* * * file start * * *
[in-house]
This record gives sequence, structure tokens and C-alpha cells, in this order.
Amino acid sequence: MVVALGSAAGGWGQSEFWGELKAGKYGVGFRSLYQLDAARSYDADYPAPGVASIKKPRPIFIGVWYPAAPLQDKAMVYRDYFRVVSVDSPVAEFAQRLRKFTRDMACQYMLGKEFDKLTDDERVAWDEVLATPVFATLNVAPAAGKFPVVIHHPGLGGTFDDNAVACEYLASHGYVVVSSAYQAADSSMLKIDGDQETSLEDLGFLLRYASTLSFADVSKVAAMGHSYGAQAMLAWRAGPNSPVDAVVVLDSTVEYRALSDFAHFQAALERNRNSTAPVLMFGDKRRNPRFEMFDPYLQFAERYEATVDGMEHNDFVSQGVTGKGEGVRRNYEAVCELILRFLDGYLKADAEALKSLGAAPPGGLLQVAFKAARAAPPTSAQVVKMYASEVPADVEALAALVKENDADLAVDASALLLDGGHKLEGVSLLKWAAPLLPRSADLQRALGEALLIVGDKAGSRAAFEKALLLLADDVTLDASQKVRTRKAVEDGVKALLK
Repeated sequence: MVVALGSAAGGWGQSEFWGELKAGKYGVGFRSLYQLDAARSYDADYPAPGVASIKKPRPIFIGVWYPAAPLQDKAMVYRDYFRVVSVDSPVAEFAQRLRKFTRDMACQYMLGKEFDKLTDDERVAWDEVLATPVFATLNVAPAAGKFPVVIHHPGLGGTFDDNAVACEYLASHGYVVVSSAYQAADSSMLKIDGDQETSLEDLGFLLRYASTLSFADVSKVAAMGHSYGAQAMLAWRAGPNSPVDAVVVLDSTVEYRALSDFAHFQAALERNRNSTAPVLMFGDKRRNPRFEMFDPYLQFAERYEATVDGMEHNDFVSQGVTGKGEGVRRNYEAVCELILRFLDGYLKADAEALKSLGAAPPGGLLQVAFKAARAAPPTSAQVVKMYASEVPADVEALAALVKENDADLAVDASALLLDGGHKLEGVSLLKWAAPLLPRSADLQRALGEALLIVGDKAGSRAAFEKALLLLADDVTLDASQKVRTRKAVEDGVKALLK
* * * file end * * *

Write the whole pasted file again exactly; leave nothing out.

[in-house]
This record gives sequence, structure tokens and C-alpha cells, in this order.
Amino acid sequence: MVVALGSAAGGWGQSEFWGELKAGKYGVGFRSLYQLDAARSYDADYPAPGVASIKKPRPIFIGVWYPAAPLQDKAMVYRDYFRVVSVDSPVAEFAQRLRKFTRDMACQYMLGKEFDKLTDDERVAWDEVLATPVFATLNVAPAAGKFPVVIHHPGLGGTFDDNAVACEYLASHGYVVVSSAYQAADSSMLKIDGDQETSLEDLGFLLRYASTLSFADVSKVAAMGHSYGAQAMLAWRAGPNSPVDAVVVLDSTVEYRALSDFAHFQAALERNRNSTAPVLMFGDKRRNPRFEMFDPYLQFAERYEATVDGMEHNDFVSQGVTGKGEGVRRNYEAVCELILRFLDGYLKADAEALKSLGAAPPGGLLQVAFKAARAAPPTSAQVVKMYASEVPADVEALAALVKENDADLAVDASALLLDGGHKLEGVSLLKWAAPLLPRSADLQRALGEALLIVGDKAGSRAAFEKALLLLADDVTLDASQKVRTRKAVEDGVKALLK
Repeated sequence: MVVALGSAAGGWGQSEFWGELKAGKYGVGFRSLYQLDAARSYDADYPAPGVASIKKPRPIFIGVWYPAAPLQDKAMVYRDYFRVVSVDSPVAEFAQRLRKFTRDMACQYMLGKEFDKLTDDERVAWDEVLATPVFATLNVAPAAGKFPVVIHHPGLGGTFDDNAVACEYLASHGYVVVSSAYQAADSSMLKIDGDQETSLEDLGFLLRYASTLSFADVSKVAAMGHSYGAQAMLAWRAGPNSPVDAVVVLDSTVEYRALSDFAHFQAALERNRNSTAPVLMFGDKRRNPRFEMFDPYLQFAERYEATVDGMEHNDFVSQGVTGKGEGVRRNYEAVCELILRFLDGYLKADAEALKSLGAAPPGGLLQVAFKAARAAPPTSAQVVKMYASEVPADVEALAALVKENDADLAVDASALLLDGGHKLEGVSLLKWAAPLLPRSADLQRALGEALLIVGDKAGSRAAFEKALLLLADDVTLDASQKVRTRKAVEDGVKALLK